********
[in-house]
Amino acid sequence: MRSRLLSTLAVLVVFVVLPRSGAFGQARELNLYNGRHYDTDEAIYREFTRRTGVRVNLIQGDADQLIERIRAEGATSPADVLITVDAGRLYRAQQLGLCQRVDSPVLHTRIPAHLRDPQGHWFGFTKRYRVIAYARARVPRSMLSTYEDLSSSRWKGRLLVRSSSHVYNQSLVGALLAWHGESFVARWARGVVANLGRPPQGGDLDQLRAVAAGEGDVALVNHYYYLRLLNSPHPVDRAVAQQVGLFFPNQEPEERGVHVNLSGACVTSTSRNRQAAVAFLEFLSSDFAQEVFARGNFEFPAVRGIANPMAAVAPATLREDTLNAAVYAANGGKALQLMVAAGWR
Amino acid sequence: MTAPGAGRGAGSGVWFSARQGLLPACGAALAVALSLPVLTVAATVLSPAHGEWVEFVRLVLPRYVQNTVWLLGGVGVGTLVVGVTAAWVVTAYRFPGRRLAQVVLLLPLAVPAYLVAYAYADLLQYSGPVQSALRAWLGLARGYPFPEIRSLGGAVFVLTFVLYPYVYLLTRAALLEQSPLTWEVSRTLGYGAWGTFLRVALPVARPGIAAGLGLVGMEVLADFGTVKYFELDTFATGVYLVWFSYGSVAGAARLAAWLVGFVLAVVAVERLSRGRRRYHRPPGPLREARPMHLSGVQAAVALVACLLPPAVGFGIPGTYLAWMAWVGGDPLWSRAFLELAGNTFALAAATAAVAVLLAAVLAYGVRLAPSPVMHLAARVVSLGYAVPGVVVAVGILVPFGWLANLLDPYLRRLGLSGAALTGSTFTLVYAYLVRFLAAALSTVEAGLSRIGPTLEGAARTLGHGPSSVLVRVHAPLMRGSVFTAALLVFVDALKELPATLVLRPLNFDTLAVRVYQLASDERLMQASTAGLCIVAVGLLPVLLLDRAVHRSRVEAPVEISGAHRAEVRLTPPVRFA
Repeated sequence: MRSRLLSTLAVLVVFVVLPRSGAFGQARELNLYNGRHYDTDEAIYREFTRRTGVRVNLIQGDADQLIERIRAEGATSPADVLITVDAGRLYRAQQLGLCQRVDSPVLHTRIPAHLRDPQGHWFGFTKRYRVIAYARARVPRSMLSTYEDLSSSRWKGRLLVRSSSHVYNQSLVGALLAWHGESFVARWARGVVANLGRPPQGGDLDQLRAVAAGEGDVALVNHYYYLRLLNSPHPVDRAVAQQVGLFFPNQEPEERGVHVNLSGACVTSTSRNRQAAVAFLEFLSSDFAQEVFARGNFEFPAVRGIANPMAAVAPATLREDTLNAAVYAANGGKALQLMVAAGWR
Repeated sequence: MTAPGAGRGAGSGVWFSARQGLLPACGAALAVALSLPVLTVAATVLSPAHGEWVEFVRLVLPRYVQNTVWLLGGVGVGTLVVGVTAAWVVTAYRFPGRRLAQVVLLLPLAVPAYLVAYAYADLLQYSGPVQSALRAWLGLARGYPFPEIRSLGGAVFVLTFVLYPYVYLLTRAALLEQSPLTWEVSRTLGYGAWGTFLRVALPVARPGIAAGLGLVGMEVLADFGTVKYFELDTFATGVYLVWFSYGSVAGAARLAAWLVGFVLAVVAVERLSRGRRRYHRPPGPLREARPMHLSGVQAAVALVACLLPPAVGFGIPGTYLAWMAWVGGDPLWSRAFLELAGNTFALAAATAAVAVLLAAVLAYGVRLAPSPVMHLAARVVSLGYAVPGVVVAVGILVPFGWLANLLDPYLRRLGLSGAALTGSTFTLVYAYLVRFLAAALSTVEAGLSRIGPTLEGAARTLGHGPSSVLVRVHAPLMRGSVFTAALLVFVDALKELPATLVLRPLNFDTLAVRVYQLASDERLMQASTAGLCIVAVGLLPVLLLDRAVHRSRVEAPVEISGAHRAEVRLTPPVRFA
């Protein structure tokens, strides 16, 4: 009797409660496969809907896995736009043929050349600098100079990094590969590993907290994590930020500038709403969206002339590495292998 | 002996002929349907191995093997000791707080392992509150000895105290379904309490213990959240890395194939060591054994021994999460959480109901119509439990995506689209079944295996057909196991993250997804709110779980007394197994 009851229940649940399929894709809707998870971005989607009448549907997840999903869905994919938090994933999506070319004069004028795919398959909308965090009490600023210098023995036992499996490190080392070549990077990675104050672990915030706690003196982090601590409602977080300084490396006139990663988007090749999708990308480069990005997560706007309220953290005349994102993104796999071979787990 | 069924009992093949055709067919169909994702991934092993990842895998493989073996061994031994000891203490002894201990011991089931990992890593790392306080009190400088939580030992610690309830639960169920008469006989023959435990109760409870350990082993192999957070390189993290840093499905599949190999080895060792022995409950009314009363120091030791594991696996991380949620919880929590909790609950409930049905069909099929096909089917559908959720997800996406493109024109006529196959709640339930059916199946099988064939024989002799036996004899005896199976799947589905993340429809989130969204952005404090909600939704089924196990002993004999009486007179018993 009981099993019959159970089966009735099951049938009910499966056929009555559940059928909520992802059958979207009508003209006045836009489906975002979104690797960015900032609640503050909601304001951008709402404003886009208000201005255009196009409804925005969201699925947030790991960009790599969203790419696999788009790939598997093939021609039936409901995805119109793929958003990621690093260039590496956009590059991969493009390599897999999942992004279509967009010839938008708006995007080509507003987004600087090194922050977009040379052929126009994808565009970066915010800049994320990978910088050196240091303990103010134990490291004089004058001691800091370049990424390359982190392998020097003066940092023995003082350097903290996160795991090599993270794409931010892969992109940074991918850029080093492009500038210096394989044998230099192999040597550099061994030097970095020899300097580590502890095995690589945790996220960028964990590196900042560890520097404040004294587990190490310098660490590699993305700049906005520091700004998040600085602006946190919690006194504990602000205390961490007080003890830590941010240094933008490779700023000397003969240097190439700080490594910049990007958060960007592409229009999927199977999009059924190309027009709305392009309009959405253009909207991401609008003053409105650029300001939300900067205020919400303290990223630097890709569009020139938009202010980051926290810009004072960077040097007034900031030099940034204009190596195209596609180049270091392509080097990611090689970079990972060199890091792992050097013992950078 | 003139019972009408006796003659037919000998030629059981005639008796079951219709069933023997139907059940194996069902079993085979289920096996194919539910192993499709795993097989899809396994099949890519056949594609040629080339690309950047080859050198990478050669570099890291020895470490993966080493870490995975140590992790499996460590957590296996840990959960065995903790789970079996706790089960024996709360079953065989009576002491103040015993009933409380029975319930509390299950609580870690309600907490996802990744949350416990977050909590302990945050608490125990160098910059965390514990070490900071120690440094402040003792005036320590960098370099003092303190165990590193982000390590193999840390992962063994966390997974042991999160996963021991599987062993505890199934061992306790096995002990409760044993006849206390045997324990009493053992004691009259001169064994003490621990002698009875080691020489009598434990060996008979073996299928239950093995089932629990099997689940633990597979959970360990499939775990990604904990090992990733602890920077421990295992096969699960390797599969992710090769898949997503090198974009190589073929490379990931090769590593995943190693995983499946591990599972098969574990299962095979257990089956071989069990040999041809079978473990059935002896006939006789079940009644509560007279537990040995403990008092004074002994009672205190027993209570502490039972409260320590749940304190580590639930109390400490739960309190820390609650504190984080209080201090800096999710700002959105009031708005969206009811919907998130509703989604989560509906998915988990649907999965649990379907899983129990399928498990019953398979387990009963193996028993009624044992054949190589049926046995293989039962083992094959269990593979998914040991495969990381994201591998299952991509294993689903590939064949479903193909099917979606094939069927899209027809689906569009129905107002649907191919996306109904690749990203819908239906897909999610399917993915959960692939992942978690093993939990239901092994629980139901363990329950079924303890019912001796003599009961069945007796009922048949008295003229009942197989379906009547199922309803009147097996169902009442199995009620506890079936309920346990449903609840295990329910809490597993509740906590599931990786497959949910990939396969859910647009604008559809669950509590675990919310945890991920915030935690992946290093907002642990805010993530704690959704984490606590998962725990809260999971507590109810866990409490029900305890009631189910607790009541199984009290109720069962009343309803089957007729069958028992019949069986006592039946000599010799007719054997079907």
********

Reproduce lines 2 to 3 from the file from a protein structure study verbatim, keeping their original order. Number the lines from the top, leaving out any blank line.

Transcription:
Amino acid sequence: MRSRLLSTLAVLVVFVVLPRSGAFGQARELNLYNGRHYDTDEAIYREFTRRTGVRVNLIQGDADQLIERIRAEGATSPADVLITVDAGRLYRAQQLGLCQRVDSPVLHTRIPAHLRDPQGHWFGFTKRYRVIAYARARVPRSMLSTYEDLSSSRWKGRLLVRSSSHVYNQSLVGALLAWHGESFVARWARGVVANLGRPPQGGDLDQLRAVAAGEGDVALVNHYYYLRLLNSPHPVDRAVAQQVGLFFPNQEPEERGVHVNLSGACVTSTSRNRQAAVAFLEFLSSDFAQEVFARGNFEFPAVRGIANPMAAVAPATLREDTLNAAVYAANGGKALQLMVAAGWR
Amino acid sequence: MTAPGAGRGAGSGVWFSARQGLLPACGAALAVALSLPVLTVAATVLSPAHGEWVEFVRLVLPRYVQNTVWLLGGVGVGTLVVGVTAAWVVTAYRFPGRRLAQVVLLLPLAVPAYLVAYAYADLLQYSGPVQSALRAWLGLARGYPFPEIRSLGGAVFVLTFVLYPYVYLLTRAALLEQSPLTWEVSRTLGYGAWGTFLRVALPVARPGIAAGLGLVGMEVLADFGTVKYFELDTFATGVYLVWFSYGSVAGAARLAAWLVGFVLAVVAVERLSRGRRRYHRPPGPLREARPMHLSGVQAAVALVACLLPPAVGFGIPGTYLAWMAWVGGDPLWSRAFLELAGNTFALAAATAAVAVLLAAVLAYGVRLAPSPVMHLAARVVSLGYAVPGVVVAVGILVPFGWLANLLDPYLRRLGLSGAALTGSTFTLVYAYLVRFLAAALSTVEAGLSRIGPTLEGAARTLGHGPSSVLVRVHAPLMRGSVFTAALLVFVDALKELPATLVLRPLNFDTLAVRVYQLASDERLMQASTAGLCIVAVGLLPVLLLDRAVHRSRVEAPVEISGAHRAEVRLTPPVRFA